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Astronomical Research Center (A.R.C.)

Astronomical Research Center (A.R.C.) - Nojumi.org
235 | News | 2011/03/05 224 | Print

New Moon of March

The moon enters its "new" phase on Friday (March 4), but when can you actually see it?

The new moon, like all four "quarter" events in the lunar month, is an instantaneous event, when the moon lies closest to the line joining the Earth and the sun. This month, the new moon occurs Friday at 3:36 p.m. EST.

The other three moon stages are first quarter, full moon, and third or last quarter, when the moon angle to the Earth-sun line is exactly 90 degrees, 180 degrees, and 270 degrees. First quarter, full moon, and third quarter are all readily observable. [Phases of the Moon Explained]

But the new moon occurs when the moon is very close to the sun in the sky, making it more of a challenge. To make matters more difficult, the moon at this time is almost completely backlit, with the only light reaching the visible side of the moon being light reflected from the "full Earth" in the moon's sky.

The only time you can actually see the true new moon is during a total eclipse of the sun, when the moon lies directly in the line from the Earth to the sun.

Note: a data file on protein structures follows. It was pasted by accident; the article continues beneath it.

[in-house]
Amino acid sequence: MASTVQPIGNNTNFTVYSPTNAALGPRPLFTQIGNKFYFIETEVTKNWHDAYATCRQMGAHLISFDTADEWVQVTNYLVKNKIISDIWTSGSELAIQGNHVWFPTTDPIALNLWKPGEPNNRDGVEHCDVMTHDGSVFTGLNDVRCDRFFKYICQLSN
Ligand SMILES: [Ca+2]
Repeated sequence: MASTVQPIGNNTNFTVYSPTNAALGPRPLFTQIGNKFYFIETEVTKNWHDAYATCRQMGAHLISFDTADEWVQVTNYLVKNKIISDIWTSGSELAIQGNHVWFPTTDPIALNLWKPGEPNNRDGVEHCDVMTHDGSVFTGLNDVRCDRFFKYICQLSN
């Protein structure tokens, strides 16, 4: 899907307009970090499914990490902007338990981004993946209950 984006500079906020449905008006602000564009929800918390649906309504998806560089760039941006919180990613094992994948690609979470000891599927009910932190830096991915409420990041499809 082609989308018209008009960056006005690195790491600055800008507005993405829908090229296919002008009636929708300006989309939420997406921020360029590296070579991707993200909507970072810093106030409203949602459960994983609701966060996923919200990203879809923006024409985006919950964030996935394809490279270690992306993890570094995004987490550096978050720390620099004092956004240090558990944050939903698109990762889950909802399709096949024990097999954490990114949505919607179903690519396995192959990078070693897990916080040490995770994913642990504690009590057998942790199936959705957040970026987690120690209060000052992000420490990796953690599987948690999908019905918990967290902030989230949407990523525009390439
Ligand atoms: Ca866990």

The Astronomical Research Center (A.R.C) mentioned that in many of Earth’s cultures, new moon is a very important event, marking the beginning of the lunar month. Since the new moon itself can only rarely be seen at an eclipse, great efforts are made to observe the moon as soon after new as possible.

Much of the year, the angle that the moon’s orbit makes with the horizon is very shallow, making it hard to spot the young moon. March is the most favorable time of the year, because the moon’s orbit is almost perpendicular to the horizon.

The moon skywatching map here shows how the sky will appear at sunset on Saturday, Sunday, and Monday (March 5, 6, and 7) this coming week. On Friday night, the moon would be right down on the horizon next to the sun and not visible.

On Saturday night, the moon will be slightly above and to the right of Mercury.

For safety’s sake, wait until the sun is completely below the horizon, then sweep the area just above the set sun to see if you can spot Mercury and, just above and to the right of it, the fingernail sliver of the young moon, only 1 percent illuminated.

This will be a challenging observation but, if you have a clear cloudless sky and a good western horizon, you should be able to spot the moon.

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